1953 Ryder Cup
The 10th Ryder Cup Matches were held 2–3 October 1953 at Wentworth Club in Virginia Water, Surrey, England, west of London. The United States team won its sixth consecutive competition by a score of 6½ to 5½ points.
|Dates||2–3 October 1953|
|United States wins the Ryder Cup|
The Ryder Cup is a match play event, with each match worth one point. From 1927 through 1959, the format consisted of 4 foursome (alternate shot) matches on the first day and 8 singles matches on the second day, for a total of 12 points. Therefore, 6½ points were required to win the Cup. All matches were played to a maximum of 36 holes.
The British team was selected by the tournament committee of the P.G.A. with power to add to their numbers. In January 1953 Henry Cotton was chosen as captain and was co-opted onto the selection committee. In mid-August a group of 17 was announced from which the team would be chosen. This consisted of the eventual team of 10 plus Cotton, Tom Haliburton, Jack Hargreaves, Sam King, Arthur Lees, Norman Sutton and Charlie Ward. John Jacobs was later added to the list. Cotton withdrew from consideration for medical reasons. The P.G.A. arranged a series of trial matches at Wentworth starting on 23 September with the team announced on 26 September.
|Team Great Britain|
|Henry Cotton||46||Non-playing captain|
|Lloyd Mangrum – captain||39||3||6||5–1–0||83.33|
|Jack Burke, Jr.||30||1||2||2–0–0||100.00|
Friday's foursome matchesEdit
In the middle two matches the American pairs won easily after being 8 up and 7 up at lunch. In the first match Douglas and Oliver led by three after three holes of the afternoon round. The British pair reduced the lead to one with six holes to play. Both pairs holes good putts at the 15th but the British pair bogeyed the 16th to be dormie-two. Oliver drove out of bounds at the 17th but the British pair took 6 and the hole was halved. In the final match, Daly and Bradshaw were three up at lunch but lost the first two holes in the afternoon. Daly and Bradshaw's lead increased to 3 at the turn but then the Americans reduced the lead to one. Bradshaw had some luck at the 16th when his drive hit a spectator and the hole was halved. Middlecoff missed a 7-foot putt at the 17th which would have tied the match. The American pair got a 4 at the last but Daly holed from 3 yards to win the match.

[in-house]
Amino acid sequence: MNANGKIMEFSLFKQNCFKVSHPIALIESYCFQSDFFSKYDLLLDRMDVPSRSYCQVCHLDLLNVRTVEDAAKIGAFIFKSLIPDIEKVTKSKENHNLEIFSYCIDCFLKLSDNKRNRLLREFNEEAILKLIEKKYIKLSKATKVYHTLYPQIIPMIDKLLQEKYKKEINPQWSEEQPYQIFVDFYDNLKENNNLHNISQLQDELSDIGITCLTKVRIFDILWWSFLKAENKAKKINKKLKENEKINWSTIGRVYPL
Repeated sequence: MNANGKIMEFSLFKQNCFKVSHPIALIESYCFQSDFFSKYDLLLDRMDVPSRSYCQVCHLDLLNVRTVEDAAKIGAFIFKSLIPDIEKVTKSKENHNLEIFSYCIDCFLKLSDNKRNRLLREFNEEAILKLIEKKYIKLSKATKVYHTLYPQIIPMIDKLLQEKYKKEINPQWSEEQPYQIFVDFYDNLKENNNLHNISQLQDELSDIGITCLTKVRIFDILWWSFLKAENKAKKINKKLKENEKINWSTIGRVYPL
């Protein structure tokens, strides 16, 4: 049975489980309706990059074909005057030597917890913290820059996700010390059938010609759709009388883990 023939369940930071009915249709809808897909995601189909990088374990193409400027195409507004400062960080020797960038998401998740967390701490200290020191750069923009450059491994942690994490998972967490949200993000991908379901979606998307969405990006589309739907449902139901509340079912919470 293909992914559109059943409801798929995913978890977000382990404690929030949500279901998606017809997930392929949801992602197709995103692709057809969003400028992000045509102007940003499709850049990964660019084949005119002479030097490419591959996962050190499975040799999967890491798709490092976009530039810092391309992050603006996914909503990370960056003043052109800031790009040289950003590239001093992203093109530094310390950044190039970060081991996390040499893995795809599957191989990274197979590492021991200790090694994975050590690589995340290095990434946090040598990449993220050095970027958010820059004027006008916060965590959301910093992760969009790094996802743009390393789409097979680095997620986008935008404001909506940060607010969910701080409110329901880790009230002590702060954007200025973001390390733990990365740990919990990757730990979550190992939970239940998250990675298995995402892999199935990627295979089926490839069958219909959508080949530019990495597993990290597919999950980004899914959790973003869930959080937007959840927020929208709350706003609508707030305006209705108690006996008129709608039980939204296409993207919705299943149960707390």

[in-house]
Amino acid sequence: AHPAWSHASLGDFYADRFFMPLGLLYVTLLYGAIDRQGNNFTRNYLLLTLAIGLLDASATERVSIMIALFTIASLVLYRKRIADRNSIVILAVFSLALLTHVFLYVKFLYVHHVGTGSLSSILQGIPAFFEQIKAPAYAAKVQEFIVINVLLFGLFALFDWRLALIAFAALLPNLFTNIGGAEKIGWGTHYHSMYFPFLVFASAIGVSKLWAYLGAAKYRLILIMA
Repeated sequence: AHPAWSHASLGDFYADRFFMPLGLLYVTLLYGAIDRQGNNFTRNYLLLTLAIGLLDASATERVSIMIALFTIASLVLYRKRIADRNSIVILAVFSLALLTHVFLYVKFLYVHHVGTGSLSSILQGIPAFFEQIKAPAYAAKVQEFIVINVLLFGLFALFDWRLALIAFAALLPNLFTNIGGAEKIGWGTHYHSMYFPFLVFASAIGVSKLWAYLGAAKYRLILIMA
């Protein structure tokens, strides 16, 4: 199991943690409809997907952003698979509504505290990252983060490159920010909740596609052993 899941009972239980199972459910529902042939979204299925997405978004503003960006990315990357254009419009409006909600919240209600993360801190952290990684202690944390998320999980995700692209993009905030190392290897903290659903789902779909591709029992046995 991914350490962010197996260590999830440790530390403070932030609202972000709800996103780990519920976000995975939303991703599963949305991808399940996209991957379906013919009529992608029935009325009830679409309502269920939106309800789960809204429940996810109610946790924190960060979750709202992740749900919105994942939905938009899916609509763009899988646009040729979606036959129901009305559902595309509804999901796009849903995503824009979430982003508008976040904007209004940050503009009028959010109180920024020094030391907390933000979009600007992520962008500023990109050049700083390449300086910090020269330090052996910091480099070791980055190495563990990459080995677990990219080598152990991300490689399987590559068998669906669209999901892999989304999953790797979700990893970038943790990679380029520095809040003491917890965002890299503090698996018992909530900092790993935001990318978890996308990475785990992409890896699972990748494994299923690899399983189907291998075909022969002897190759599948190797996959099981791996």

|Weetman/Alliss||2 & 1||Douglas/Oliver|
|Brown/Panton||8 & 7||Mangrum/Snead|
|Adams/Hunt||7 & 5||Kroll/Burke|
18 hole scores: Douglas/Oliver: 1 up, Mangrum/Snead: 8 up, Kroll/Burke: 7 up, Daly/Bradshaw: 3 up.
Saturday's singles matchesEdit
The start was delayed by 80 minutes because of mist. At lunch each side was up in three matches with the other two matches level. Rees was ahead after 12 holes of the afternoon round but lost 2 & 1. Daly was 6 up at lunch and won his match easily. Mangrum had levelled his match against Brown with birdies at the 15th and 16th but Brown finished with two fours to win the match. Snead was 4 up at lunch and increased this to five. However he played the last six holes very badly and Weetman won at the last hole, finishing with two fours.
With Middlecoff and Bradshaw winning their matches, the British team needed 1½ points from the remaining 2 matches to win or a point to tie. The two British players in these matches were 22-year-old Peter Alliss and 23-year-old Bernard Hunt. Alliss had gone 1 up at the 14th but he 3-putted the 15th while Turnesa got down in two from a bunker. Alliss went out of bounds at the 17th to give Turnesa the lead. Turnesa was in the trees at the last and still short of the green in 3. However, Alliss, just off the green in 2, fluffed his chip, and eventually halved the hole in 6, to guarantee that the USA would retain the Ryder Cup. In the last match Hunt had won the 12th, 13th, 16th and 17th to be dormie-one. At the last, Hunt's second shot was in the trees on the right but he managed to get his third shot to the back of the green. He putted to 4 feet and, with Douglas taking 5, he needed to hole the putt to win the match. He missed and so the USA won 6½ to 5½.
|Dai Rees||2 & 1||Jack Burke, Jr.|
|Fred Daly||9 & 7||Ted Kroll|
|Eric Brown||2 up||Lloyd Mangrum|
|Harry Weetman||1 up||Sam Snead|
|Max Faulkner||3 & 1||Cary Middlecoff|
|Peter Alliss||1 up||Jim Turnesa|
|Bernard Hunt||halved||Dave Douglas|
|Harry Bradshaw||3 & 2||Fred Haas|
18 hole scores: Rees v Burke: all square, Daly: 6 up, Brown: 2 up, Snead: 4 up, Middlecoff: 3 up, Turnesa: 1 up, Hunt v Douglas: all square, Bradshaw: 1 up.
Individual player recordsEdit
Each entry refers to the Win–Loss–Half record of the player.
|Jack Burke, Jr.||2||2–0–0||1–0–0||1–0–0|
- "Americans in Ryder Cup win". Eugene Register-Guard. Associated Press. October 4, 1953. p. 2D.
- "2016 Ryder Cup Media Guide" (PDF). Retrieved September 26, 2015.
- "Ryder Cup selectors - Invitation to young golfers". The Times. 17 December 1952. p. 5.
- "Golf - Cotton to captain Ryder Cup team". The Times. 14 January 1953. p. 2.
- "Ryder Cup team - A chance given to young golfers". The Times. 18 August 1953. p. 9.
- "J.R.M. Jacobs a Ryder Cup "possible"". The Times. 21 September 1953. p. 10.
- "The Ryder Cup team - Young golfers get their chance". The Times. 28 September 1953. p. 9.
- "First blood to US – A lead of two in Ryder Cup – Brave golf by Daly and Bradshaw". The Times. 3 October 1953. p. 4.
- "Great Britain just fail in Ryder Cup match – Last two singles tip scale in favour of U.S.". The Times. 5 October 1953. p. 3.